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Nigerian Software Developers and Time Management

I have always wished I could air my thoughts on Nigerian software developers and how they manage their time. I don't want anyone to see this as an attack on anybody but as an expression of a software developer from Nigeria. Software development has really grown in Nigeria with great news of new stuffs happening every day; for Nigerians and by Nigerians. The part that brings smile to the face is how ICT entrepreneurs get funding to make their ideas fly. I decided to put together this piece after my conversation with a friend. We talked about so many things like: angel investment in Nigeria, Venture Capitals, solving problems, software architecture and algorithm, until we touched time management. The question that blew the conversation out of proportion was “Why are software development works not measured and paid for according to time spent on the project in Nigeria?”

Here is my argument, our environment is not well structured for project implementation and our academic curriculum does not create enabling environment to seamlessly get jobs done. I don't know of other tribes in Nigeria but the Yorubas have got some basic fundamental measures wrong. This, already, has made a whole lot of difference. A second in Yoruba is described as "Iseju kan" which is literally "a blink of an eyelid". How can a lad measure correctly, an expression that is even less than a second? Even a minute referred to; contains several of seconds. This, you would agree shouldn't be a problem.  Yes, I also agree. But, how many Nigerian youths can accurately describe what a meter looks like? How many youths can closely describe how heavy a gram is like? How many youths can visibly describe what an inch looks like? How many developers can measure how each code byte really affects their project? How many know their height, waist measurement, weight and understand the difference between Celsius and Fahrenheit, less their interpretation in weather?

Working with time has been my major problem because I can't even estimate correctly, when nothing is even ever certain in this country. This reminds me of one of my best jokes of all time. Some children were arguing if what they see in the sky is a moon or sun. They decided to ask a drunken elderly person this question. He answered promptly and said "if you look at it from this side it resembles a moon and if you look at it from this other side, it is a sun. Would you blame the poor man? He knows nothing is ever certain in Nigeria. I have worked into deadlines and have missed some. I still miss many, even till now. One of the questions that comes annoyingly is "How long will it take you?" It becomes annoying because you just want to respond, "Ha oga, I don't know.  It shouldn't take more than two days." Another developer that understands his time so well would have said, "It would take me 30 hours", which a project owner can relate with immediately. I have worked with different Nigeria developers and I realised this is the common practice. They would rather measure in days than hours.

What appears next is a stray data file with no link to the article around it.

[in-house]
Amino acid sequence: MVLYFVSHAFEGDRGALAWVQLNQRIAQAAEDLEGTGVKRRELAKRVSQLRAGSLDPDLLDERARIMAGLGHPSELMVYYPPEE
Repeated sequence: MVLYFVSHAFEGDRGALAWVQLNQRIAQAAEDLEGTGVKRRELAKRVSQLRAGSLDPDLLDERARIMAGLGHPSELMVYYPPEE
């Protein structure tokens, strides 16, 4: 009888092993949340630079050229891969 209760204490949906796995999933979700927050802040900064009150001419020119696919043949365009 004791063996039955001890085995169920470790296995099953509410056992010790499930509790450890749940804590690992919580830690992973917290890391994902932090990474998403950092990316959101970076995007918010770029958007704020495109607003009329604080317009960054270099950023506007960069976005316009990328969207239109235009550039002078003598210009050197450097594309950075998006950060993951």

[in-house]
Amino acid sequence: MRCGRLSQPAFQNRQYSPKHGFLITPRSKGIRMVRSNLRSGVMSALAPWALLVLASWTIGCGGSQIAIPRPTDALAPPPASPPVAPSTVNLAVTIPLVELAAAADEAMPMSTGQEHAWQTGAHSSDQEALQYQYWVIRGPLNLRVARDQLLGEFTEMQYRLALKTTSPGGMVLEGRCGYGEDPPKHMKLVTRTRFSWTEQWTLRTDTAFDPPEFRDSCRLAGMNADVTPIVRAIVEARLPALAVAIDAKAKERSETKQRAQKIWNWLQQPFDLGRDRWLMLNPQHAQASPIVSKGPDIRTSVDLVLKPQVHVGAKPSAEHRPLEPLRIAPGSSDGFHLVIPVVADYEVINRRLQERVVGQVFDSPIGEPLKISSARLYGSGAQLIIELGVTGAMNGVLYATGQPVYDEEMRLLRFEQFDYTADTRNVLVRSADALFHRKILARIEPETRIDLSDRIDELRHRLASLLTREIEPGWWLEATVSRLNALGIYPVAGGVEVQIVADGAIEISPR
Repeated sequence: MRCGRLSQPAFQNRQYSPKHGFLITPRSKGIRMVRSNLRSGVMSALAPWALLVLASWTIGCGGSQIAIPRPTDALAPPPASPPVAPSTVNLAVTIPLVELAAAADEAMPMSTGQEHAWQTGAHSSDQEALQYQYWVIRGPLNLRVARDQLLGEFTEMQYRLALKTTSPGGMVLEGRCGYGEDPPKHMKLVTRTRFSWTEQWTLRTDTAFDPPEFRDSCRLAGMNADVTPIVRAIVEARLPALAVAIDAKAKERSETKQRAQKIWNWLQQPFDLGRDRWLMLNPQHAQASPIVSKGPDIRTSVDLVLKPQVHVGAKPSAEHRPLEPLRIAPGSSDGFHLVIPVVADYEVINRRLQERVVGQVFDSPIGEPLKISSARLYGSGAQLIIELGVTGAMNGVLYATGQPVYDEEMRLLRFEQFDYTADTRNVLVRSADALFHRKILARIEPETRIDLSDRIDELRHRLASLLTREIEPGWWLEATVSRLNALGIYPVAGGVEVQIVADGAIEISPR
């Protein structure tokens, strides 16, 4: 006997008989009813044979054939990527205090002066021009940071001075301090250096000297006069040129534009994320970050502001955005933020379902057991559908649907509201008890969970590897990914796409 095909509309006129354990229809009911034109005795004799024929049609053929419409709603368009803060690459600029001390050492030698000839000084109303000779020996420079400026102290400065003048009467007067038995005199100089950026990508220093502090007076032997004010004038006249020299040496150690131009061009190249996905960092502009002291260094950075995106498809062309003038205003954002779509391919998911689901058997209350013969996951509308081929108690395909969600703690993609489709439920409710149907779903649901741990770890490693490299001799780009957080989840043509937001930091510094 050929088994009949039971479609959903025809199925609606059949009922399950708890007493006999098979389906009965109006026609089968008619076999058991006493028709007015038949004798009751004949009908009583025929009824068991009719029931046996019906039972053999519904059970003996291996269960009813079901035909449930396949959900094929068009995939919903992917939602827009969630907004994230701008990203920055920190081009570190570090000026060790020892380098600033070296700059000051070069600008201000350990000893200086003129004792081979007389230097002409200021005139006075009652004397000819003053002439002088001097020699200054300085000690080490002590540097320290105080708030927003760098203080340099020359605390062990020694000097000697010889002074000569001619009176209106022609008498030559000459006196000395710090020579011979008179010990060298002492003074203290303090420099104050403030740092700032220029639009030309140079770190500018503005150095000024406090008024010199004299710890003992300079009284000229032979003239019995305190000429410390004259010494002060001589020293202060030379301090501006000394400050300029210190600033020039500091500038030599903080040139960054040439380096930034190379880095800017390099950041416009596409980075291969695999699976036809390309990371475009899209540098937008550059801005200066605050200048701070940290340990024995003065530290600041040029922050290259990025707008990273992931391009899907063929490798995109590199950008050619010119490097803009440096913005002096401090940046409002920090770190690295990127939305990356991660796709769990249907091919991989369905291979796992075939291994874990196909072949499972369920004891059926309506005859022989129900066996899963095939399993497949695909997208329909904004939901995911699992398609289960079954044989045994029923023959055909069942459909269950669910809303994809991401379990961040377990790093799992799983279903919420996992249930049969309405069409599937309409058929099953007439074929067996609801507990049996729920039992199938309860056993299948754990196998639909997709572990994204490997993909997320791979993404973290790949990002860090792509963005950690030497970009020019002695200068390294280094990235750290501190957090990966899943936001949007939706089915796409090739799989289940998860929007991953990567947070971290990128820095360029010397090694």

Time is an important part of any project and software programming is not an exception. A perfect time estimate depicts integrity and self discipline. Almost all projects I have witnessed in Nigeria are always with vague timing. Having blamed game flying everywhere, I think we, as Nigerian developers, should do more in the area of time estimation for projects. We (I have to include myself because this piece also speaks to me) should probably take some courses related to time estimation and management in software development. I would also suggest that our schools should start training kids how to do practical measurements in meter, grams, kilometre, etc. I can never forget how my Dad described distance with so much accuracy using kilometres. He can probably guess the length of an object by merely looking at it. This is not a special gift.  He always boasts of being taught with the standard approach while the Nigerian education sector was well structured.

Another amazing thing my Dad did one day was to predict the time of the day. I could remember walking with him and he said, "Wow, today is so fast, the time should be 3:25 pm. or so". The whole event that day turned into a game because I couldn't just understand how someone could be that precise (however, I still had to give the plus/minus 5 gap). Our generation lost this interesting part of learning and here is the ripple effect on everything. As technology advanced, we overlooked the basis and moved one.

If Africa has to be great, if Nigeria has to take the lead in software development, we need to go back to school and get trained on these basic stuffs. We need to put the coming generations on track. Measurements are not for fun, they are the foundation of sound knowledge of how things work. Time estimation is golden in software development. 


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